“My trip to Cameroon my junior year was exactly what I was seeking — it was what I was looking for,” says Perkins. “Cameroon is called ‘Africa in miniature,’ because it is a melting pot of different cultural groups, different topography, different languages.”
While there, she was one of 13 American students taught by Cameroonian professors. They spent time with other college students in the country to get a sense of what the students’ priorities, goals and dreams were for Cameroon, Perkins says.
Perkins’ desire to learn as much as she could about the international world continued to be fueled when she returned home to Virginia soil. At William & Mary, she says, she was surrounded by service-minded peers, and because the university has an internationally–minded culture, she says she never felt alone in her interest of studying abroad.
“I learned from international classmates,” Perkins says. “I took classes where I could explore foreign affairs and international economies. I had French professors who pushed me to not only speak the language but to understand it. I also learned to be culturally sensitive and conscious.”
After her trip to Cameroon, Perkins coupled her international interest with research through William & Mary’s Global Research Institute (formerly the Institute for the Theory & Practice of International Relations). Perkins says conducting research at GRI gave her the confidence to believe in her own ideas and pursue them. Her research included helping create a database that tracks Chinese foreign aid flows to Africa and examining the relationship between financial aid allocations and terrorist activities.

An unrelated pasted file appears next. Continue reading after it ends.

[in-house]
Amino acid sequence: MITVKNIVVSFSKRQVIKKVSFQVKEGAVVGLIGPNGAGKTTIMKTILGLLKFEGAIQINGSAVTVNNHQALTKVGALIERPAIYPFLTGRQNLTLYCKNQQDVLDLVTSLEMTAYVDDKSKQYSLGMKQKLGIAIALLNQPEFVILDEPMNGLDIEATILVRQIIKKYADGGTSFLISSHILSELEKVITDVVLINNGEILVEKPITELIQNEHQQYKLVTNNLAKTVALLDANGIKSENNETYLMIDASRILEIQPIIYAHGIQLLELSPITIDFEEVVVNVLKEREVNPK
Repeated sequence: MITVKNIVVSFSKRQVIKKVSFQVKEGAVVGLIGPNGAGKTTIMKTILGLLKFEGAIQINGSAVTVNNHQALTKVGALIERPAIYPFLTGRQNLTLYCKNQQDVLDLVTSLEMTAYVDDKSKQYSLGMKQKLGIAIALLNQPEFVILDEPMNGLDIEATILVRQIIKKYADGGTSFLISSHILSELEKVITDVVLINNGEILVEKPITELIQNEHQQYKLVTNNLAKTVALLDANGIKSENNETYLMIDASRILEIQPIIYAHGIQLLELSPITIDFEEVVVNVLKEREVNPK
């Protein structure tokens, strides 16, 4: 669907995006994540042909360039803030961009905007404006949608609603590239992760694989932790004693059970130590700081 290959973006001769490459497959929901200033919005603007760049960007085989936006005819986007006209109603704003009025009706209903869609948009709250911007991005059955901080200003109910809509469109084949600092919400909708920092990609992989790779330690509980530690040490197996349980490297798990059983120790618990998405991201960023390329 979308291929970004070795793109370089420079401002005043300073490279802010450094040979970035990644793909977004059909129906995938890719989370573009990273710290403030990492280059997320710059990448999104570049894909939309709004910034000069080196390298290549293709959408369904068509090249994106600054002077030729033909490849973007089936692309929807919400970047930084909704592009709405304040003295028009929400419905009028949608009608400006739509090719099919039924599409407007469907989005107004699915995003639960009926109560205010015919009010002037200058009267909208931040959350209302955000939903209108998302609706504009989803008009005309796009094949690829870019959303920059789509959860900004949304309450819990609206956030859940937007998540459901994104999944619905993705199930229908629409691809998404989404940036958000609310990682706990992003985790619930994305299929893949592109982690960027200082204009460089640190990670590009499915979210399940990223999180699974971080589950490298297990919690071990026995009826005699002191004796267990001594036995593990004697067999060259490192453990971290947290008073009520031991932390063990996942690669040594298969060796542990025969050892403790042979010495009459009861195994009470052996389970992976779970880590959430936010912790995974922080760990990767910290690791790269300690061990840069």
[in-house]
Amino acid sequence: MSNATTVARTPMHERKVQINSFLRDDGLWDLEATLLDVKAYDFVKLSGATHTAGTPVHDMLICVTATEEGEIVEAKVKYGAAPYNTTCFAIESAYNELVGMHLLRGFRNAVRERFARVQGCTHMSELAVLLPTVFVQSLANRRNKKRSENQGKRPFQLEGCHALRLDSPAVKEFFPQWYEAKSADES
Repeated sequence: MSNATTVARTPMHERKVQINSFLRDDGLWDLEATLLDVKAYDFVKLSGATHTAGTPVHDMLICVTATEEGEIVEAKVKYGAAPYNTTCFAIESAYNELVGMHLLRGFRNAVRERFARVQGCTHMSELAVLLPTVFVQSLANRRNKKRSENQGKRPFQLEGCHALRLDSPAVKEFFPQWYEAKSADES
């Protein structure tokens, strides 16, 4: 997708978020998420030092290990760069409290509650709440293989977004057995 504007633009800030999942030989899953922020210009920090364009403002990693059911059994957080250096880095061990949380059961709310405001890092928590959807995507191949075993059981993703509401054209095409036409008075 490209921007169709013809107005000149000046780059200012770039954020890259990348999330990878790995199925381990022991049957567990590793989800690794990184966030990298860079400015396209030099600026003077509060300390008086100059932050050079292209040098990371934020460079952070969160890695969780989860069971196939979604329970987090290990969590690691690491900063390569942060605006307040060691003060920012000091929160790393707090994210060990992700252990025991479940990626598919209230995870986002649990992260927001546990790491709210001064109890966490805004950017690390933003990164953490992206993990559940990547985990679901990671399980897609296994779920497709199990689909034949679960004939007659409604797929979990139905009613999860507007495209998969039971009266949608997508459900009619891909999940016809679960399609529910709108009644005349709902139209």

“Grace was a fantastic research collaborator,” says Michael J. Tierney ’87, M.A. ’88, George and Mary Hylton Professor of Government and co-director of GRI. “At AidData she helped to build a dataset that is now used by researchers in multiple fields, by policy practitioners and by journalists to track Chinese development assistance. But in addition to this collaborative research, Grace spent a year working on her own white paper through the Project on International Peace and Security.”
Tierney says Perkins regularly gives back to William & Mary by helping current students who are studying international relations.
“We are working on a plan to clone her,” Tierney says with a laugh.
The demand for reliable electricity in remote parts of sub-Saharan Africa has increased as more technology has reached residents who live outside of urban areas.
“Part of what has happened in Africa is a huge proliferation of mobile phones,” Perkins says. “What it has done is given people more instant access to the rest of the world. There is a sense of ‘I too am a citizen of this country and I want reliable electricity.’”
There are currently more than 160 private and public partners who have pledged $55 billion to fund this initiative, according to Power Africa. Public partners include the African Development Bank, the World Bank Group and the governments of Sweden, the European Union, Norway and the United Kingdom.
Perkins’ work focuses on collaborating with those partners and leveraging additional resources. She credits William & Mary as being a strong training ground for her career.
“At William & Mary I learned how to put my ideas forth,” Perkins says. “Right now I feel like I’m a very small piece of a much larger puzzle, but I’m finding it very rewarding that I get to contribute to this larger effort.”